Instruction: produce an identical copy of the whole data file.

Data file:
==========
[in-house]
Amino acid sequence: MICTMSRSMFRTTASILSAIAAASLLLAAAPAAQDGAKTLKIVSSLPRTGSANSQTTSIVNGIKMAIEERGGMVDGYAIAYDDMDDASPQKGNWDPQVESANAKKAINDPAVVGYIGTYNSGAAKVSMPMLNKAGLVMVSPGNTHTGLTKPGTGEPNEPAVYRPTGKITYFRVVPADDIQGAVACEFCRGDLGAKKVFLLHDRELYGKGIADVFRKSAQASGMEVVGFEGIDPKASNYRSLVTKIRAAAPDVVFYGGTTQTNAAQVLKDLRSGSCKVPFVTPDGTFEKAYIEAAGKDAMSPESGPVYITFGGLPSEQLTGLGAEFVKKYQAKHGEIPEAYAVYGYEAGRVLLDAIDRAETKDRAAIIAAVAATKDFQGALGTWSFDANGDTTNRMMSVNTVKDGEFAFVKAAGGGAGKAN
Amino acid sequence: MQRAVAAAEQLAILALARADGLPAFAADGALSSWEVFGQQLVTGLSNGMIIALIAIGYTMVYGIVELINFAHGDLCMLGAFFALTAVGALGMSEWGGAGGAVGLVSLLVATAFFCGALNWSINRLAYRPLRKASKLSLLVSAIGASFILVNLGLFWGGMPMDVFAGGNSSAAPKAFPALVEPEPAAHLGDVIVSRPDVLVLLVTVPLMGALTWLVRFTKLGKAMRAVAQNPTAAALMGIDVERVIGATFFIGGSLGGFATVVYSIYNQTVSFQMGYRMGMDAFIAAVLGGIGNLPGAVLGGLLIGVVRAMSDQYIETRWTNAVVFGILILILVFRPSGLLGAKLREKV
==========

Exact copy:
[in-house]
Amino acid sequence: MICTMSRSMFRTTASILSAIAAASLLLAAAPAAQDGAKTLKIVSSLPRTGSANSQTTSIVNGIKMAIEERGGMVDGYAIAYDDMDDASPQKGNWDPQVESANAKKAINDPAVVGYIGTYNSGAAKVSMPMLNKAGLVMVSPGNTHTGLTKPGTGEPNEPAVYRPTGKITYFRVVPADDIQGAVACEFCRGDLGAKKVFLLHDRELYGKGIADVFRKSAQASGMEVVGFEGIDPKASNYRSLVTKIRAAAPDVVFYGGTTQTNAAQVLKDLRSGSCKVPFVTPDGTFEKAYIEAAGKDAMSPESGPVYITFGGLPSEQLTGLGAEFVKKYQAKHGEIPEAYAVYGYEAGRVLLDAIDRAETKDRAAIIAAVAATKDFQGALGTWSFDANGDTTNRMMSVNTVKDGEFAFVKAAGGGAGKAN
Amino acid sequence: MQRAVAAAEQLAILALARADGLPAFAADGALSSWEVFGQQLVTGLSNGMIIALIAIGYTMVYGIVELINFAHGDLCMLGAFFALTAVGALGMSEWGGAGGAVGLVSLLVATAFFCGALNWSINRLAYRPLRKASKLSLLVSAIGASFILVNLGLFWGGMPMDVFAGGNSSAAPKAFPALVEPEPAAHLGDVIVSRPDVLVLLVTVPLMGALTWLVRFTKLGKAMRAVAQNPTAAALMGIDVERVIGATFFIGGSLGGFATVVYSIYNQTVSFQMGYRMGMDAFIAAVLGGIGNLPGAVLGGLLIGVVRAMSDQYIETRWTNAVVFGILILILVFRPSGLLGAKLREKV